3) To try to level out the rewards scheme in the US where “winners” receive disproportionately great rewards compared with “runners-up” and where the correlation between the value of what one contributes to society and the reward offered for that service is imperfect at best, ludicrous at worst;

    4) To help strengthen the nation as a whole, without which their success and wealth would most likely be diminished considerably;

    5) Because no matter how much government does, it will never be enough; there will always be unmet needs;

    6) Because it feels good; if it doesn’t feel good, then before donating, spend some money on therapy, because there is something seriously wrong in your head, e.g. your parents raised you on a diet of Ayn Rand for lunch and Milton Friedman for supper.

  3. 3
    Rebecca says:

    How does donations work in the US? Where I live you can claim: the lesser of 33.3333% of the total donations you have made, or 33.3333% of your taxable income. Can you claim the whole amount there?

  4. 4
    Baud says:

    @Rebecca:

    Can you claim the whole amount there?

    Yes, up to a certain percentage of income. The rules are complicated, but I think the absolute most you can deduct from your income is 50% of your income.

    ETA: Where do you live? Just curious.

  5. 5
    Jamey says:

    Here’s my feeling on what it means to be rich in America and pay taxes: When you have a hot night at the casino, it’s really–REALLY!–poor form NOT to give the lady or man who dealt the cards a taste. Nobody wants to hear whinging about paying for Messicans’ dentistry or hippies’ college tuition from the Man Who Broke the Bank at Monte Carlo.

  6. 6

    Related to this, I cannot eat Papa Johns pizza anymore. Schnatter is not just voting for Romney, he’s backing him financially and helping him fund raise. I ain’t funding that.

    Schnatter is a true entrepreneurial success story of a man who worked his way up from not much to fantastic wealth through hard work, good business sense, and a dedication to quality. Then once he got there be became a classic corporate jackass, and the company descended into Dilbert style stupidity.

    I worked for them at the time (such a wandering career path I’ve had!) and I got to watch it. Hell, I was fired for it. Their accounting rules were so asinine and murderously tedious to follow that every general manager, ALL of them, ordered their assistants to fudge the paperwork involved because the change lost one day was always found the next. I was the assistant when we were caught, and got thrown to the wolves. It was Wrongful Termination, but I was still out of a job.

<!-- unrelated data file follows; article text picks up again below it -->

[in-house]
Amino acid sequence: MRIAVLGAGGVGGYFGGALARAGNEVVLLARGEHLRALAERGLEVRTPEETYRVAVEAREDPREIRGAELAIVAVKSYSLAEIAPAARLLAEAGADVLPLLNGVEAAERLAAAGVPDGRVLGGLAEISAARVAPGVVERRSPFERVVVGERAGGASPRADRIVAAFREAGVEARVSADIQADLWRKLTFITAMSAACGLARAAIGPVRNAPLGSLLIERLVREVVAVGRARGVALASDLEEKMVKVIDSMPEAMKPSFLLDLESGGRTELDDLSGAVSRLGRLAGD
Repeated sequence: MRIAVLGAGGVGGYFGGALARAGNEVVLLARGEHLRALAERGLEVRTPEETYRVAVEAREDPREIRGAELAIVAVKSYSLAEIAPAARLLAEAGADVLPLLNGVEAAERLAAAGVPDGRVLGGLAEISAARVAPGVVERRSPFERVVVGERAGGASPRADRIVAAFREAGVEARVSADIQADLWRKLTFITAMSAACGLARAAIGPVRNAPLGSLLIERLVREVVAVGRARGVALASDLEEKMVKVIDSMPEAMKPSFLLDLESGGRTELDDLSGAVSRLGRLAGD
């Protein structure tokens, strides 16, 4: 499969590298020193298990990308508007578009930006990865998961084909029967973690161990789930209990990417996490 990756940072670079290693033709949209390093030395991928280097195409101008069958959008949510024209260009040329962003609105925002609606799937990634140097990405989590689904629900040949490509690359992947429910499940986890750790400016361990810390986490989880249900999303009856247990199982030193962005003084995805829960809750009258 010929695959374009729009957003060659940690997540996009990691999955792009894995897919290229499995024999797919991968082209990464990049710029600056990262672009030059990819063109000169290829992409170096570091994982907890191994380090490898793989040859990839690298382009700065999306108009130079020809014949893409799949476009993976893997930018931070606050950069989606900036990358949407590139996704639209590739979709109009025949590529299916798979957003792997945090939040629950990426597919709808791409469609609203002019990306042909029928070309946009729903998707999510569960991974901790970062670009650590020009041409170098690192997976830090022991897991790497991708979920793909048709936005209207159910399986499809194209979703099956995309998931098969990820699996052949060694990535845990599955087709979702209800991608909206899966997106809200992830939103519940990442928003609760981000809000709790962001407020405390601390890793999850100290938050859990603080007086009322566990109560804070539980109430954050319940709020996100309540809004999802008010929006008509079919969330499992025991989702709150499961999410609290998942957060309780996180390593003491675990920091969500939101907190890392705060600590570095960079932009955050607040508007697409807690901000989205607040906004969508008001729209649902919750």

Despite that experience, the pizza beats the Hell out of the competition ’cause he came up with the system when he gave a damn. So I haz a sad, ’cause I won’t buy it if he’ll throw in with the lunatic modern GOP to get one more tax break.

  7. 7

    (Edit didn’t save)

    Seriously, what a corporate toad he became. Massive, massive cronyism, paperclip counting, starving the workers to build insanely luxurious offices for upper management, contradictory orders every month, the whole nine yards. I met him, and he did not give a fuck about the employees, but boy did he want the store to look fancy and impressive.

  8. 8
    k488 says:

    I have been a Stephen King fan for years, not just because he’s fun to read (which he is), but because he’s true to his roots and in his words. And the people of Bangor have seen that in action. This latest passage is part and parcel with everything else I’ve seen from him. Thanks for sharing this.

  9. 9

    Incidentally, if anyone’s wondering how bad the rules could be to make managers wide scale order something as scary and dubious as accounting fudging, listen to this: You were required by the rules, at 2am, to call and wake up and get the review of the area and regional manager if the money did not add up. The money did not add up, for me or any manager I worked for or with in any store, even once, in the years I worked there. It doesn’t in fast food. Too many small cash transactions, too many people handling the money. It evens out over time, but every single day it’s wrong above or below.

  10. 10

    @Frankensteinbeck: Wonder why that is so.

    Are they convinced this is how they keep the money? Is it peer pressure? Is dickishness so much a human default that the application of wealth brings it out?

    And eight years ago, in Ohip, I had Papa John’s. Not impressed. Perhaps it is East Ciast snobbery on my part. Perhaps it was Ohio

  11. 11
    dr. bloor says:

    I need a cigarette. And some fresh boxers.

  12. 12
    serge says:

    I’ve never been a huge Stephen King fan, but he’s just gone up in my estimation. “The majority would rather douse their dicks with lighter fluid, strike a match, and dance around singing “Disco Inferno” than pay one more cent in taxes to Uncle Sugar.”

    That’s rich, every pun intended.

  13. 13
    Paul in KY says:

    I’ve enjoyed his Gunslinger series & some of his other books, but I think I’m now in love with Stephen King.

    Preach it, Roland!

  14. 14
    RSA says:

    I haven’t read much King since the 1980s, but I thought this piece was very good.